Gays Against Guns' "Human Beings" filmed by independent video journalist Sandi Bachom
According to Gun Violence Archive, there were 35,993 gun-violence fatalities as of 3:39 a.m., Dec. 1 this year in the U.S.—though that number increases by the minute.
Tomorrow night (Dec. 2, at 6 p.m. ET), at the Newseum in Washington, D.C., award-winning visual/projection artist and activist Robin Bell, in conjunction with Gays Against Guns (GAG), will present Lives Lost in 2019, a projection of all the victims’ names onto the building’s facade.
The event coincides with the day’s Supreme Court hearing involving gun rights---the first case it has heard on the issue in 10 years. The case concerns an attempt to roll back New York City’s strict restrictions on gun-carry outside the home.
The Newseum displays the First Amendment--which guarantees the freedoms of religion, speech, press, assembly, and the right “to petition the Government for a redress of grievances”--in huge letters on its facade. The names of this year’s victims of gun violence will be projected onto that text—a mute testament to the magnitude of America’s gun epidemic that will require over two hours to accomplish.
Bell is based in the nation’s capital, and much of his work is likewise politically charged. He has projected “Pay Trump Bribes Here” on the Trump International Hotel, and “Brett Kavanaugh Is a Sexual Predator” on a federal courthouse. According to the artist, “By being silent we are being complacent.”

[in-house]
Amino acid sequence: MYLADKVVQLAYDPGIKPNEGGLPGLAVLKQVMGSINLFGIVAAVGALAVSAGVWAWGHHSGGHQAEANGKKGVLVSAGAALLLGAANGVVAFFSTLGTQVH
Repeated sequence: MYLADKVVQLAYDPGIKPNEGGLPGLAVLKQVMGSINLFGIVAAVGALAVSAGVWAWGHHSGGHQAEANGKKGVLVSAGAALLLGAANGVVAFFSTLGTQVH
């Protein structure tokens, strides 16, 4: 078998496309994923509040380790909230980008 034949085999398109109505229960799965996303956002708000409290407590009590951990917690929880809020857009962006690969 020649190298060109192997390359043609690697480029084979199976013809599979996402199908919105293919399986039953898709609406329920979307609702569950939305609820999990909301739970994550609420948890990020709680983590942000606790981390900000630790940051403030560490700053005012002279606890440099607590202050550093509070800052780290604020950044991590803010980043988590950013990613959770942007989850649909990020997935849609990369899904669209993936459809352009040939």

Gays Against Guns will continue this action the next morning (Dec. 3) at 9 a.m. with an appearance by their “Human Beings” at the U.S. Capitol Building and the nearby Russell Senate Office Building.
The GAG Human Beings are white-clad, veiled, silent figures, each carrying a placard showing a different victim of gun violence that is often theme-related. On Tuesday they’ll represent six victims killed this year in the District of Columbia, each by a perpetrator who easily obtained a firearm.
Gays Against Guns is an inclusive direct action group of LGBTQ+ people and their allies committed to nonviolently breaking the gun industry's “chain of death”--investors, manufacturers, the NRA, and politicians who block safer gun laws.
GAG’s actions this week in Washington are specifically directed at Senate Majority Leader Mitch McConnell, whose office is in the Russell Senate Office Building. McConnell has refused to bring House Resolutions 8 and 112, which were passed by the House in February and require background checks for people buying guns, to the Senate floor for a vote.
Polls have shown that Americans overwhelmingly support stricter gun control laws.
Robin Bell's projection art